Starting this week, the concept of group messaging on WhatsApp is significantly expanding.
WhatsApp has primarily been about messaging with people you know since before Facebook bought it in 2014. The experience is intentionally intimate: you need someone’s phone number to add them, and group chats are capped at 256 participants.
Now, a new tab, first rolling out to a small, select number of groups, will let thousands participate in a Community that hosts multiple sub-group chats. The idea is that various organizations, from a school to a business whose employees communicate on WhatsApp, can more easily organize discussions and have their admins message everyone across different groups.
If you ask WhatsApp, Communities is a response to requests from people who have already been using it for messaging across large numbers of people. “We’ve been hearing increasingly from organizations that use WhatsApp for their private communications,” the head of WhatsApp, Will Cathcart, tells me. “We think it’s time to start building with intention for those use cases, because there’s a lot we can do to make it better.”
Since Communities potentially makes it easier for information to spread quickly through the encrypted app, WhatsApp is also making it so that messages forwarded more than once can only be sent to one group at a time, rather than the previous limit of five. The move is designed to proactively thwart the spread of potentially harmful posts, like spam and illegal sexual content.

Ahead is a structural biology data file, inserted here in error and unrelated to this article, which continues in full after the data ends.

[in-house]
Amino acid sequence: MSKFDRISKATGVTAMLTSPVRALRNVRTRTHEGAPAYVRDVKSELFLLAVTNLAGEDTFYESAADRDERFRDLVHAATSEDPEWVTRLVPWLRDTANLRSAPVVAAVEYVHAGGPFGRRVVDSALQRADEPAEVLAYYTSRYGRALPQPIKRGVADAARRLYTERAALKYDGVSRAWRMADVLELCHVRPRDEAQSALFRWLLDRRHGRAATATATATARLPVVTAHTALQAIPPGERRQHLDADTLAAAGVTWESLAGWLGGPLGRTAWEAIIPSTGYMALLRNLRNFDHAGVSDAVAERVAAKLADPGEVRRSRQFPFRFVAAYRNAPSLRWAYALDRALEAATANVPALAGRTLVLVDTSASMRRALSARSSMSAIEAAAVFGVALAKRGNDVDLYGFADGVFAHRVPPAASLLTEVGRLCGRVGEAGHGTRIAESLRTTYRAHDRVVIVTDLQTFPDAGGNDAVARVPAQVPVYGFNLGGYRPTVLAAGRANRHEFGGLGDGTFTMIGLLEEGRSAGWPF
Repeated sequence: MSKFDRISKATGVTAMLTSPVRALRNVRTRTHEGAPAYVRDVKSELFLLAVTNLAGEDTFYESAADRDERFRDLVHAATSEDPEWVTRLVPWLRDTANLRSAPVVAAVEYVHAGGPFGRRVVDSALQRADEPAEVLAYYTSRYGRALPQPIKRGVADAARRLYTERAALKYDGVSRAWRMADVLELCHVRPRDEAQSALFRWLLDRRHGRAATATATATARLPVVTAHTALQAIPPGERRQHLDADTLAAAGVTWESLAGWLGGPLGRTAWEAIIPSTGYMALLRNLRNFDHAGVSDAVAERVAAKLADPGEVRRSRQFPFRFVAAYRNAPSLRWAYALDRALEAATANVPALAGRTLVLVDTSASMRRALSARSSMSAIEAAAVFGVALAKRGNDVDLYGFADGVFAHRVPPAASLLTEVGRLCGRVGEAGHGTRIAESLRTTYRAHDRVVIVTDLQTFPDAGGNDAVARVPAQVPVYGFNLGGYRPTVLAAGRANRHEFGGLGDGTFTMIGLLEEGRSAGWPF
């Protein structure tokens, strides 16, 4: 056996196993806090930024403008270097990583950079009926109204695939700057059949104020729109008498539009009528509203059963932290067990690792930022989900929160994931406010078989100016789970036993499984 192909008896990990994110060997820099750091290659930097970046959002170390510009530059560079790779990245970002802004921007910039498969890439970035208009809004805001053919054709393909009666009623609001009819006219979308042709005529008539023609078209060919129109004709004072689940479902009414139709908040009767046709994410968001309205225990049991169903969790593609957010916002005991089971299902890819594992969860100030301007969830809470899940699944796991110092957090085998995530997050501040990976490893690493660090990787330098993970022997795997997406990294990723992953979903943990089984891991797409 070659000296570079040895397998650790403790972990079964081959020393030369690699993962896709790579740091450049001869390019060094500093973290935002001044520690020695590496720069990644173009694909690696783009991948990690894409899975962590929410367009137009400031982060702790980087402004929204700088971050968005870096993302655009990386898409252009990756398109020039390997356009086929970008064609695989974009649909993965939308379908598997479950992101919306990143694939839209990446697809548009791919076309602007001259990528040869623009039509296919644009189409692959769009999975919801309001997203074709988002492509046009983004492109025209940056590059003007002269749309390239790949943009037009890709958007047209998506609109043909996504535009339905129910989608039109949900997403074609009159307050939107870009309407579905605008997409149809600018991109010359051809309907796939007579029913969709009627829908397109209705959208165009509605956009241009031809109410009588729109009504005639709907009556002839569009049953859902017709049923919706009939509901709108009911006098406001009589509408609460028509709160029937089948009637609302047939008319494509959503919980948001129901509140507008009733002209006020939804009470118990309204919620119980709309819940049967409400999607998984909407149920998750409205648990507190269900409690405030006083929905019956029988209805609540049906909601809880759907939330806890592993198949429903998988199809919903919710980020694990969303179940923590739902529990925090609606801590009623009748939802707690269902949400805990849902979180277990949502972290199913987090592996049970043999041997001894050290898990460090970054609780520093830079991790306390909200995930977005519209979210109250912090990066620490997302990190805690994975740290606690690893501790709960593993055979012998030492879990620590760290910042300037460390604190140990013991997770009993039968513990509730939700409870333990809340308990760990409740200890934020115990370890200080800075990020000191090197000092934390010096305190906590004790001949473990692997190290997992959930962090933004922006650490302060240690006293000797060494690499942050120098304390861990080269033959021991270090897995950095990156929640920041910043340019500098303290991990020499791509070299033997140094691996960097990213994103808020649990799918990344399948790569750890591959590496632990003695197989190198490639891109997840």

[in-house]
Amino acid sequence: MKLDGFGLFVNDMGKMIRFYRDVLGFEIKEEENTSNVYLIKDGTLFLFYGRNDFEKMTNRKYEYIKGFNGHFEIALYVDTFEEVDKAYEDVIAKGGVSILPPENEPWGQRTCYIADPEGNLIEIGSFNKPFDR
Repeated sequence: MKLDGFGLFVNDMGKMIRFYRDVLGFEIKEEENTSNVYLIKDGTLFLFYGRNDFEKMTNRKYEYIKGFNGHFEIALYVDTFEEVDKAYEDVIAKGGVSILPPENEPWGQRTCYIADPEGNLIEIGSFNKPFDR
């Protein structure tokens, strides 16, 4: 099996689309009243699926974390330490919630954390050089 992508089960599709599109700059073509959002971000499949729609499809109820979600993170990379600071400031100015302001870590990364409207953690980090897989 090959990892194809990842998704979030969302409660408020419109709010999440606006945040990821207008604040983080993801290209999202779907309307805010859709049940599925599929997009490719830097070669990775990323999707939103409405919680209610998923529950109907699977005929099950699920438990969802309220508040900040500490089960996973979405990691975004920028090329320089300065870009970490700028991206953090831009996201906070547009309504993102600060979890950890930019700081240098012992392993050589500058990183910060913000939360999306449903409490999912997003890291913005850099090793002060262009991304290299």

While Communities may at first blush draw the comparison to Telegram channels or even Discord, there are some key differences. For one, only admins can broadcast to an entire Community in WhatsApp, while members are limited to the sub-groups they are in. Someone needs your phone number to add you to a Community, and WhatsApp won’t allow for Communities to be discoverable through search or recommended by an algorithm.
Once you’re in a Community, your number will be hidden except from admins and the people you’re in a specific sub-group with. And, unlike Telegram, all communications between people in a Community are encrypted, though a Community’s name and description are not.
While it’s announcing the feature now, WhatsApp is still figuring out the details of exactly how Communities will work based largely on feedback from early testers who are being invited to try it, says Cathcart. He wouldn’t be more specific than a Community allowing for “thousands” of members, and that there are “limits” on the number of admins a single Community can have with one-to-all messaging privileges.
“We’re imagining that the use really will ... more naturally gravitate towards communities where people have some sort of existing relationships”
“We’re imagining that the use really will, because of those limitations, more naturally gravitate towards communities where people have some sort of existing relationships,” he says. “Being a place to talk with other people on the internet about cryptocurrency is not what we’re shooting for, and I’d be surprised if we get much use there.” WhatsApp isn’t making money off Communities, though he didn't rule it out in the future, saying “you can imagine potentially there are premium features you can charge for,” especially if businesses embrace the feature for their employees.
WhatsApp is adding a few other new features this week. Even if they’re not in a Community, group admins will be able to delete messages from a thread for everyone. Users will be able to share files up to two gigabytes in size, initiate voice calls with up to 32 people at once, and, for the first time, react to a message with an emoji like a thumbs up.
Even though Communities is being made available slowly in the coming months, it’s clearly marking a new chapter for WhatsApp. “We’re planning to work in this space for a long time,” says Cathcart. “Part of why we want to talk about this as a vision and a direction is we think there will be a lot of updates coming.”